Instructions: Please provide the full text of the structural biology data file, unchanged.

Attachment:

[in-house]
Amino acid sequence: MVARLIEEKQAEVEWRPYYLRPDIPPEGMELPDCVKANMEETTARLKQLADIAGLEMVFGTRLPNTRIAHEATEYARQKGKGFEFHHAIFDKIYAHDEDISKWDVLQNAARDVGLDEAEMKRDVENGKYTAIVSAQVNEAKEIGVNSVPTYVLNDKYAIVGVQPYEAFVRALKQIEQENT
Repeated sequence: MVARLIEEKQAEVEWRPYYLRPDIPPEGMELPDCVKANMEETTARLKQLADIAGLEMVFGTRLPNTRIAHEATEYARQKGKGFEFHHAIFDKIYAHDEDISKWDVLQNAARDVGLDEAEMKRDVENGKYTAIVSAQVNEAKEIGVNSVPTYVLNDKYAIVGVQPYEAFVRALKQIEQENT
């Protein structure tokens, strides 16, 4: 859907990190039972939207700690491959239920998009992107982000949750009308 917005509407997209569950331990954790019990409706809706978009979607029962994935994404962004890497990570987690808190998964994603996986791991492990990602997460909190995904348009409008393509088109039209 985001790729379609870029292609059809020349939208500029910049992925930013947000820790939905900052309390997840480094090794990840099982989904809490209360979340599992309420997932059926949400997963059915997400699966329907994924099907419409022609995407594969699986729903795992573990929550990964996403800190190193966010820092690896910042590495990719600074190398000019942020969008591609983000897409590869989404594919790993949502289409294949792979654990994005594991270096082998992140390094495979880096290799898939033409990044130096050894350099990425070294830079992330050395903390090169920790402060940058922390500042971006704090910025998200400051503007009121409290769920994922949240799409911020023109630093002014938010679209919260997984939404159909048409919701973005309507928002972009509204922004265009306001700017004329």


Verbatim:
[in-house]
Amino acid sequence: MVARLIEEKQAEVEWRPYYLRPDIPPEGMELPDCVKANMEETTARLKQLADIAGLEMVFGTRLPNTRIAHEATEYARQKGKGFEFHHAIFDKIYAHDEDISKWDVLQNAARDVGLDEAEMKRDVENGKYTAIVSAQVNEAKEIGVNSVPTYVLNDKYAIVGVQPYEAFVRALKQIEQENT
Repeated sequence: MVARLIEEKQAEVEWRPYYLRPDIPPEGMELPDCVKANMEETTARLKQLADIAGLEMVFGTRLPNTRIAHEATEYARQKGKGFEFHHAIFDKIYAHDEDISKWDVLQNAARDVGLDEAEMKRDVENGKYTAIVSAQVNEAKEIGVNSVPTYVLNDKYAIVGVQPYEAFVRALKQIEQENT
């Protein structure tokens, strides 16, 4: 859907990190039972939207700690491959239920998009992107982000949750009308 917005509407997209569950331990954790019990409706809706978009979607029962994935994404962004890497990570987690808190998964994603996986791991492990990602997460909190995904348009409008393509088109039209 985001790729379609870029292609059809020349939208500029910049992925930013947000820790939905900052309390997840480094090794990840099982989904809490209360979340599992309420997932059926949400997963059915997400699966329907994924099907419409022609995407594969699986729903795992573990929550990964996403800190190193966010820092690896910042590495990719600074190398000019942020969008591609983000897409590869989404594919790993949502289409294949792979654990994005594991270096082998992140390094495979880096290799898939033409990044130096050894350099990425070294830079992330050395903390090169920790402060940058922390500042971006704090910025998200400051503007009121409290769920994922949240799409911020023109630093002014938010679209919260997984939404159909048409919701973005309507928002972009509204922004265009306001700017004329």